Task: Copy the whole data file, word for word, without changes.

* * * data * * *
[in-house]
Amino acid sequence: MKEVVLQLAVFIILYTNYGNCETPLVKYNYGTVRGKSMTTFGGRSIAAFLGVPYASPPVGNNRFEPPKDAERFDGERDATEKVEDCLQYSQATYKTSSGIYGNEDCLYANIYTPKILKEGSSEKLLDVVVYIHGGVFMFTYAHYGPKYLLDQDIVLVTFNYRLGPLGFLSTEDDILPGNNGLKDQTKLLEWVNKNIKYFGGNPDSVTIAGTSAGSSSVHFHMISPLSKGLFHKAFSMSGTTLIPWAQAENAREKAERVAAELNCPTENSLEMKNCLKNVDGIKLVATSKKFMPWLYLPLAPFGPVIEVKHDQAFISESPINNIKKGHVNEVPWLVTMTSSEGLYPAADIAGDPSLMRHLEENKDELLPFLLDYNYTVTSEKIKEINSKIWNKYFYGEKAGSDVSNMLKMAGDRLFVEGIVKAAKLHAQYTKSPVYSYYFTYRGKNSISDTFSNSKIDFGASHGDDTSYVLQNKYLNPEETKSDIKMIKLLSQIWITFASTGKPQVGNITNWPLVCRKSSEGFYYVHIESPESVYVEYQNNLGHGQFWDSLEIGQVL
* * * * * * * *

[in-house]
Amino acid sequence: MKEVVLQLAVFIILYTNYGNCETPLVKYNYGTVRGKSMTTFGGRSIAAFLGVPYASPPVGNNRFEPPKDAERFDGERDATEKVEDCLQYSQATYKTSSGIYGNEDCLYANIYTPKILKEGSSEKLLDVVVYIHGGVFMFTYAHYGPKYLLDQDIVLVTFNYRLGPLGFLSTEDDILPGNNGLKDQTKLLEWVNKNIKYFGGNPDSVTIAGTSAGSSSVHFHMISPLSKGLFHKAFSMSGTTLIPWAQAENAREKAERVAAELNCPTENSLEMKNCLKNVDGIKLVATSKKFMPWLYLPLAPFGPVIEVKHDQAFISESPINNIKKGHVNEVPWLVTMTSSEGLYPAADIAGDPSLMRHLEENKDELLPFLLDYNYTVTSEKIKEINSKIWNKYFYGEKAGSDVSNMLKMAGDRLFVEGIVKAAKLHAQYTKSPVYSYYFTYRGKNSISDTFSNSKIDFGASHGDDTSYVLQNKYLNPEETKSDIKMIKLLSQIWITFASTGKPQVGNITNWPLVCRKSSEGFYYVHIESPESVYVEYQNNLGHGQFWDSLEIGQVL